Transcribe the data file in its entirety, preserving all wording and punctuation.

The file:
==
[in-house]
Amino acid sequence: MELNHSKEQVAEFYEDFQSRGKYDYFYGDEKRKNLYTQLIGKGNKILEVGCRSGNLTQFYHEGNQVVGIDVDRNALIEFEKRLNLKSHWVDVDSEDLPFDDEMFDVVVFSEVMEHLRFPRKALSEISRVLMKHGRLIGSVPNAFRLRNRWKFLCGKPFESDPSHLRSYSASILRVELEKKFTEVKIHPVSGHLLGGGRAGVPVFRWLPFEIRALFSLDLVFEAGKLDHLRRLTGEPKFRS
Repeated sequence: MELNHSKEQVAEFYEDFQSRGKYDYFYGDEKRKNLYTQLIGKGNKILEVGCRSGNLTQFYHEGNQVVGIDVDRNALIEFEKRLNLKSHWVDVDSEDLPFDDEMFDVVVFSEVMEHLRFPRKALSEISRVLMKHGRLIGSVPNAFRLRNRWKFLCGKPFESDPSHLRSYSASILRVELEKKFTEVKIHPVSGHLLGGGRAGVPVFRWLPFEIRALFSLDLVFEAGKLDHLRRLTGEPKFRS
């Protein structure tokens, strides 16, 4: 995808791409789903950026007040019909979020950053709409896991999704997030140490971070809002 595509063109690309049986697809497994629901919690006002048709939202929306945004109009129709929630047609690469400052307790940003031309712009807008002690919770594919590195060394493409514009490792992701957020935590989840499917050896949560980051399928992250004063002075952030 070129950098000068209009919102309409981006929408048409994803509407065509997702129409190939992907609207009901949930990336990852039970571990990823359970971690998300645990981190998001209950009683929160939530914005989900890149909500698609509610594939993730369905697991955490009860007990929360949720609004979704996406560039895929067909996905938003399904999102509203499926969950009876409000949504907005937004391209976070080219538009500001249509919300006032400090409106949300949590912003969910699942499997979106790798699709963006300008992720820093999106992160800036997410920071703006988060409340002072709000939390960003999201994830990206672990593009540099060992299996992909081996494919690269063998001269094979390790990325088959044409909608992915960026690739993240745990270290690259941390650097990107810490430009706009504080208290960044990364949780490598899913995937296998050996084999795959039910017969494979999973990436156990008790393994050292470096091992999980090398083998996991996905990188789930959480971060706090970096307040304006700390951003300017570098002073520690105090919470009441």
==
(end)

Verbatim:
[in-house]
Amino acid sequence: MELNHSKEQVAEFYEDFQSRGKYDYFYGDEKRKNLYTQLIGKGNKILEVGCRSGNLTQFYHEGNQVVGIDVDRNALIEFEKRLNLKSHWVDVDSEDLPFDDEMFDVVVFSEVMEHLRFPRKALSEISRVLMKHGRLIGSVPNAFRLRNRWKFLCGKPFESDPSHLRSYSASILRVELEKKFTEVKIHPVSGHLLGGGRAGVPVFRWLPFEIRALFSLDLVFEAGKLDHLRRLTGEPKFRS
Repeated sequence: MELNHSKEQVAEFYEDFQSRGKYDYFYGDEKRKNLYTQLIGKGNKILEVGCRSGNLTQFYHEGNQVVGIDVDRNALIEFEKRLNLKSHWVDVDSEDLPFDDEMFDVVVFSEVMEHLRFPRKALSEISRVLMKHGRLIGSVPNAFRLRNRWKFLCGKPFESDPSHLRSYSASILRVELEKKFTEVKIHPVSGHLLGGGRAGVPVFRWLPFEIRALFSLDLVFEAGKLDHLRRLTGEPKFRS
């Protein structure tokens, strides 16, 4: 995808791409789903950026007040019909979020950053709409896991999704997030140490971070809002 595509063109690309049986697809497994629901919690006002048709939202929306945004109009129709929630047609690469400052307790940003031309712009807008002690919770594919590195060394493409514009490792992701957020935590989840499917050896949560980051399928992250004063002075952030 070129950098000068209009919102309409981006929408048409994803509407065509997702129409190939992907609207009901949930990336990852039970571990990823359970971690998300645990981190998001209950009683929160939530914005989900890149909500698609509610594939993730369905697991955490009860007990929360949720609004979704996406560039895929067909996905938003399904999102509203499926969950009876409000949504907005937004391209976070080219538009500001249509919300006032400090409106949300949590912003969910699942499997979106790798699709963006300008992720820093999106992160800036997410920071703006988060409340002072709000939390960003999201994830990206672990593009540099060992299996992909081996494919690269063998001269094979390790990325088959044409909608992915960026690739993240745990270290690259941390650097990107810490430009706009504080208290960044990364949780490598899913995937296998050996084999795959039910017969494979999973990436156990008790393994050292470096091992999980090398083998996991996905990188789930959480971060706090970096307040304006700390951003300017570098002073520690105090919470009441």